Your right to have an abortion won't be "taken away". Roe won't be overturned, but it will be modified and clarified because it was wrongly figured in the first place

 
 
 
Ozzwald
Professor Quiet
5.2.3  Ozzwald  replied to  Greg Jones @5.2.2    2 weeks ago

Roe won't be overturned, but it will be modified and clarified because it was wrongly figured in the first place

Care to explain how this inside knowledge has come to you?  The leaked document says otherwise.

 
 
 
Greg Jones
Professor Guide
5.2.4  Greg Jones  replied to  Ozzwald @5.2.3    2 weeks ago

What does the leaked document say?

 
 
 
Ozzwald
Professor Quiet
5.2.5  Ozzwald  replied to  Greg Jones @5.2.4    2 weeks ago

What does the leaked document say?

Well, it is freely available on the internet for anyone to view.  So which language would you like me to post it in?  If you haven't been able to read it yet, English must not be ideal for you.

 
 
 
Greg Jones
Professor Guide
5.2.6  Greg Jones  replied to  Ozzwald @5.2.5    2 weeks ago

So you're not able to post it.

 
 
 
Tessylo
Professor Principal
5.2.7  Tessylo  replied to  Greg Jones @5.2.6    2 weeks ago

Why would he do that because you fail to look up the truth for yourself?

 
 
 
Dulay
Professor Principal
5.2.8  Dulay  replied to  Greg Jones @5.2.6    2 weeks ago

It's at the link in the seeded article. It merely requires adulting to access. 

 
 
 
Ozzwald
Professor Quiet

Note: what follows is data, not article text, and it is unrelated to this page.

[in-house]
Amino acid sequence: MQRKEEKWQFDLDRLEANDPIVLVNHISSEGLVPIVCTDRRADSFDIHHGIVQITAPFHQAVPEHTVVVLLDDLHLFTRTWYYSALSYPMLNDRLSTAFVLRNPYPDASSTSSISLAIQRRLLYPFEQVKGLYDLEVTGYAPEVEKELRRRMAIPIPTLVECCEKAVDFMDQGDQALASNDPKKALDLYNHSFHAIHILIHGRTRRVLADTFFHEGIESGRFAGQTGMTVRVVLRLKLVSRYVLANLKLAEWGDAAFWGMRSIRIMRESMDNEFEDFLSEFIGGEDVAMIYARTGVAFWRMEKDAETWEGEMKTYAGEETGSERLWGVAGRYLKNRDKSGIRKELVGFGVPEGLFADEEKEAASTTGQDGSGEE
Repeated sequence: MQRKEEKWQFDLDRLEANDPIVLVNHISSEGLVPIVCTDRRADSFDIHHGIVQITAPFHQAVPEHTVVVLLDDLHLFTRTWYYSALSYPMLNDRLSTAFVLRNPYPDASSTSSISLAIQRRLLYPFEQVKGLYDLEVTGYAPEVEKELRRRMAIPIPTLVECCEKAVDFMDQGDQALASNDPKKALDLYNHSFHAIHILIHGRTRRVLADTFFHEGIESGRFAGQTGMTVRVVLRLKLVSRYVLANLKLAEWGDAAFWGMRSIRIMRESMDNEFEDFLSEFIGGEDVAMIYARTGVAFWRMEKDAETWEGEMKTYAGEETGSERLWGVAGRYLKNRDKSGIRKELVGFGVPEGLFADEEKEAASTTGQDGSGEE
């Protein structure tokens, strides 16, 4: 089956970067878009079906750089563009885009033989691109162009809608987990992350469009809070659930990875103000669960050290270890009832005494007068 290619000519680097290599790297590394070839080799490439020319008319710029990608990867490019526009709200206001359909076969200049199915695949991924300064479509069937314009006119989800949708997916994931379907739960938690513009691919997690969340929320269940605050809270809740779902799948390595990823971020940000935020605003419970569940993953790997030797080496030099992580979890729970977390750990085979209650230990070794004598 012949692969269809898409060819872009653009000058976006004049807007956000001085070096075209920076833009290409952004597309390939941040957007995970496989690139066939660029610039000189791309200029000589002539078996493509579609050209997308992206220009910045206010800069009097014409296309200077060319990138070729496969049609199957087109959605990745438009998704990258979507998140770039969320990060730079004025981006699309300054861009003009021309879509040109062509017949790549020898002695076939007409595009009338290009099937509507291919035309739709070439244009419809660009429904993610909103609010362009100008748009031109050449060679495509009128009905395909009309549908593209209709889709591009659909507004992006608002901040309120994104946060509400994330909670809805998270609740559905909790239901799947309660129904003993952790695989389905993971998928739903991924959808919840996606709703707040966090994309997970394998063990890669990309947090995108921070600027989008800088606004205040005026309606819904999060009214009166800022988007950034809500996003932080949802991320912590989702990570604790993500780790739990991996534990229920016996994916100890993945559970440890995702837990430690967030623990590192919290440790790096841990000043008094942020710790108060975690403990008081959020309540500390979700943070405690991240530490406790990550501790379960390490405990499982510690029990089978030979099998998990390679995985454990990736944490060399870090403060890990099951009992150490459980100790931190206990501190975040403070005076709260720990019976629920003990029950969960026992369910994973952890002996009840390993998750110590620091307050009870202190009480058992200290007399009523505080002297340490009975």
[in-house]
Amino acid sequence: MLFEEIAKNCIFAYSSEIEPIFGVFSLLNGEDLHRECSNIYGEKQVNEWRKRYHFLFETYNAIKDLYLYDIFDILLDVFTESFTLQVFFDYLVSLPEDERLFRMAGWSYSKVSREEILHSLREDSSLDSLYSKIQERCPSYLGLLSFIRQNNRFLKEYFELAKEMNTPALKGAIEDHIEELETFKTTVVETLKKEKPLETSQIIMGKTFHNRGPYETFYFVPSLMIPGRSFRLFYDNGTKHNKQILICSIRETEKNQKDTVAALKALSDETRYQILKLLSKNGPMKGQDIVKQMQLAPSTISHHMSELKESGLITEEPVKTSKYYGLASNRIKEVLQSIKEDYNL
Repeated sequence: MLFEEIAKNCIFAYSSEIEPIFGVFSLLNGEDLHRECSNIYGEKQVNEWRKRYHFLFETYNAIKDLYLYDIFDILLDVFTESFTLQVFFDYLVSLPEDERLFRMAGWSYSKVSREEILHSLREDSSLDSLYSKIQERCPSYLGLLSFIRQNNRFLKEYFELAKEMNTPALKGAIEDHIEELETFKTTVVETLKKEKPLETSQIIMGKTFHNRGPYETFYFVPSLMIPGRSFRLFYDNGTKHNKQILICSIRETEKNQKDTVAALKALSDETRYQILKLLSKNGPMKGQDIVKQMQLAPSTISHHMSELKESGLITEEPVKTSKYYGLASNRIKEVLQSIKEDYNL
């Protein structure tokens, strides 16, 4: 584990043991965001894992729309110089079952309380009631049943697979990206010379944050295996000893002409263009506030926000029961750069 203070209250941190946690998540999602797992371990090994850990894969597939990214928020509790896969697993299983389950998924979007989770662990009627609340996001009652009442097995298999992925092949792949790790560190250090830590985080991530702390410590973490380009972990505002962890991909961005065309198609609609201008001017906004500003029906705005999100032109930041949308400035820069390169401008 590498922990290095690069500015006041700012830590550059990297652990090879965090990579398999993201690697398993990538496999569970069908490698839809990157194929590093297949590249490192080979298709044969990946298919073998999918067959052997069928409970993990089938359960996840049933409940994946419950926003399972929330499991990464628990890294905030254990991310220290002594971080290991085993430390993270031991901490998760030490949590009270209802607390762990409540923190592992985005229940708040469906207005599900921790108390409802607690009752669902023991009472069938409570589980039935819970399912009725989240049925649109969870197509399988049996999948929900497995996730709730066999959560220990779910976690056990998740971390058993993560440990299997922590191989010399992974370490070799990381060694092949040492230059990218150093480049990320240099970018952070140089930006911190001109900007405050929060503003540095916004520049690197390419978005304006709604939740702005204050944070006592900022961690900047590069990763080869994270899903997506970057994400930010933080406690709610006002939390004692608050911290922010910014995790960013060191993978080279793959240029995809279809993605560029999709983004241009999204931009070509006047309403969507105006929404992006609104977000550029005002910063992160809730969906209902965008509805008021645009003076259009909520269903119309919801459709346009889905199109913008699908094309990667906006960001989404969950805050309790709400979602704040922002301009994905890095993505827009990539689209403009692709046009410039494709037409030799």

5.2.9  Ozzwald  replied to  Greg Jones @5.2.6    2 weeks ago

So you're not able to post it.

So you can't read the English version?

 
 
 
Hallux
Sophomore Principal
6  Hallux    2 weeks ago

All laws have their foundations rooted in epochs older than what the Western 'intelligencia' refer to as civilization. That Alito illustrates his argument by quoting someone who is flawed by today's standards is an error in judgement ripe to be attacked. Had any of the 'liberal' judges quoted him in a ruling, 'conservatives' who believe 1776 is year 0 would be jumping all over them. It is becoming exceedingly difficult to distinguish between rubber and glue.

 
 
 
Sean Treacy
Professor Expert
6.1  Sean Treacy  replied to  Hallux @6    2 weeks ago
Had any of the 'liberal' judges quoted him in a ruling, 'conservatives' who believe 1776 is year 0 would be jumping all over them.

You mean like Blackmun citing him in the Roe case? 

 
 
 
Hallux
Sophomore Principal
6.1.1  Hallux  replied to  Sean Treacy @6.1    2 weeks ago
Blackmun

... received duffle bags full of hate mail.

 
 
 
Sean Treacy
Professor Expert
6.1.2  Sean Treacy  replied to  Hallux @6.1.1    2 weeks ago
received duffle bags full of hate mail.

Because of Hale's opinions on other matters?  Feel free to cite any proof of that. 

 
 
 
Hallux
Sophomore Principal
6.1.3  Hallux  replied to  Sean Treacy @6.1.2    2 weeks ago

In case you have not noticed, political dialogue has moved into the fringe areas of both the Left and the Right.

 
 
 
Dulay
Professor Principal
6.1.4  Dulay  replied to  Sean Treacy @6.1    2 weeks ago

In a footnote, among a half dozen other references. Oh, and BTFW, those references PROVE that under English Common law, women had the right to an abortion prior to 'quickening'. Alito desperately tries to ignore that, as it seems do you. 

 
 
 
Drinker of the Wry
Freshman Expert
6.1.5  Drinker of the Wry  replied to  Dulay @6.1.4    2 weeks ago
Alito desperately tries to ignore that, as it seems do you. 

He didn't ignore it at all, are you agreeing that English Common law is relevant in making this decision?